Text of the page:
In other business, the commission also discussed the Safer Places Program, with no action taken on it at the meeting. Hutcherson presented the commission with the program guidelines and reviewed the history and information on the program.
He explained that the guidelines have now been approved and that the program allows for the use of safer places, ones which are not official shelters. He further explained that it would give citizens an option of a “safer place” to go to that might provide more safety than their residence, while not being an official approved storm shelter.
Hutcherson added that the program would remove liability from the county should anything happen, as citizens would use the facilities at their own risks. He reviewed the process and said that there is an application to be filled out and returned to the county EMA for any facilities to be used as a safer place during severe weather.
Additionally, he said since the safer places are not official storm shelters, they would not be required to be open during severe weather events. Instead, the facilities would operate on a volunteer basis regarding opening them and letting people in.
The Safer Places Program, which came about from Alabama Act 2021-165, is intended for the Alabama EMA to “develop [uniform] guidelines for the volunteer designation of safer place facilities throughout the state to protect individuals during severe weather events.”
The program guidelines, however, also include no guarantee of safety. The guidelines state, “No guarantee of safety is made. People may be severely injured or killed in any structure during a tornado or other extreme wind event, including facilities designated as Safer Places. The intent of the Safer Places Program is to provide better relative protection from the threat of severe weather than residents may otherwise have access to, especially for those residents who do not have access to a FEMA-rated community tornado saferoom.”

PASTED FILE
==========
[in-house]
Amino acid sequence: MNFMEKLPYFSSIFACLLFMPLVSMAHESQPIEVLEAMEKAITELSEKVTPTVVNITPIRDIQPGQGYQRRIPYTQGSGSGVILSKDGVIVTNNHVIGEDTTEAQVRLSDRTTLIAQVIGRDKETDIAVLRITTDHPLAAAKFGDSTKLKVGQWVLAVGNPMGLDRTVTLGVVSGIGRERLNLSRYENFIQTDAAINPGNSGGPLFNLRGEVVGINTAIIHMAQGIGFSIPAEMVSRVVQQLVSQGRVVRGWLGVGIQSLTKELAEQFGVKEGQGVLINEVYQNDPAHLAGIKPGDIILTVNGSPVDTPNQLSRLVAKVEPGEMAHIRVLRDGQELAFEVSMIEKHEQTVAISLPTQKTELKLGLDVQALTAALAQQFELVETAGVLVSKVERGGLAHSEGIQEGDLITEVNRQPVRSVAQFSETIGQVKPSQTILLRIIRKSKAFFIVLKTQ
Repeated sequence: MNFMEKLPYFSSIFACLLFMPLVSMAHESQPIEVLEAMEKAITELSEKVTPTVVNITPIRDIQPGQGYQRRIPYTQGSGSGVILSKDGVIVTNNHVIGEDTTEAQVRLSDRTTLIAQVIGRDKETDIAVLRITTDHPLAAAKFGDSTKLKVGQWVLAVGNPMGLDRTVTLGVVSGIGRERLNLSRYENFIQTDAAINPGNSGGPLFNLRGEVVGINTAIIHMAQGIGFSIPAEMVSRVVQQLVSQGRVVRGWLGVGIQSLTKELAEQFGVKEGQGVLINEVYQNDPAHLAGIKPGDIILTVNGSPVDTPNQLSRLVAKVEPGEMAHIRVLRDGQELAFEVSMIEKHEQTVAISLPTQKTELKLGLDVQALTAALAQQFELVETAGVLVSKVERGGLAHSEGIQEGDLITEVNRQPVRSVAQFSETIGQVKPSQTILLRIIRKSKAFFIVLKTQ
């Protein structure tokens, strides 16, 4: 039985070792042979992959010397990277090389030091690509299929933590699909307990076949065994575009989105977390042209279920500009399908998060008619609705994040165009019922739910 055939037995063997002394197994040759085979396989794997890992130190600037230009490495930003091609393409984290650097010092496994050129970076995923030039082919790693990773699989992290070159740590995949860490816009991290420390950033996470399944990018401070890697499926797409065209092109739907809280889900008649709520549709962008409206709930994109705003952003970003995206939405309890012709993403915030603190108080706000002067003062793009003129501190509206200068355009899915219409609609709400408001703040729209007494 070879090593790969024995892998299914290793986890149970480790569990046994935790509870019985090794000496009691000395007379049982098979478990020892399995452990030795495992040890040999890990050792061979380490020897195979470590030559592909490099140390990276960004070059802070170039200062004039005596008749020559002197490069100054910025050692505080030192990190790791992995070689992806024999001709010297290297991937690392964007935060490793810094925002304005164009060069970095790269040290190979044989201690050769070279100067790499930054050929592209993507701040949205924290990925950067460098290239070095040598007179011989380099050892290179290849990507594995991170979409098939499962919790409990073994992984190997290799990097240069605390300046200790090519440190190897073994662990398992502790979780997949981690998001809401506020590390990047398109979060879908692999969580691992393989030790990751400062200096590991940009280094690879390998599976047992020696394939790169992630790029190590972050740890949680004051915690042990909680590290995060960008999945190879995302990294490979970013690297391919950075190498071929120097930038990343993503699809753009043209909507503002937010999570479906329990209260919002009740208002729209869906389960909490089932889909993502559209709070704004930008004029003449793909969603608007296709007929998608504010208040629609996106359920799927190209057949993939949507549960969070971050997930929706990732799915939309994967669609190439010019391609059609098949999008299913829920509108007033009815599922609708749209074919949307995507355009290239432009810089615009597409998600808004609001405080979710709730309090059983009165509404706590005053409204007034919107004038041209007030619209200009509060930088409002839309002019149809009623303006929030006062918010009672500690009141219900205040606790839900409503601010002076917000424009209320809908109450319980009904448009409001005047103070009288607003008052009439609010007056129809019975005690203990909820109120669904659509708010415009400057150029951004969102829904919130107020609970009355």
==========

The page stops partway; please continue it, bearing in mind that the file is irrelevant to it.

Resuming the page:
The guidelines also outline requirements for designated Safer Places, including signage that must be posted within the Safer Place and the minimum requirements of what the signage must include.
The program further reviews general facility guidelines, selecting the type of structure to use as a Safer Place, additional considerations, accessibility, and selecting the best available refuge area within the facility.
Once someone applies for a facility to be designated as a Safer Place, if approved then the facility owner will enter into a Memorandum of Understanding with the Coosa County Emergency Management Agency.
For more information regarding the Safer Places Program or to receive an application to apply for a Safer Place, contact Hutcherson at 256-935-9484 or via email to email@example.com.
The next regularly scheduled meeting of the Coosa County Commission will be held at 9:30 a.m. Tuesday, March 8.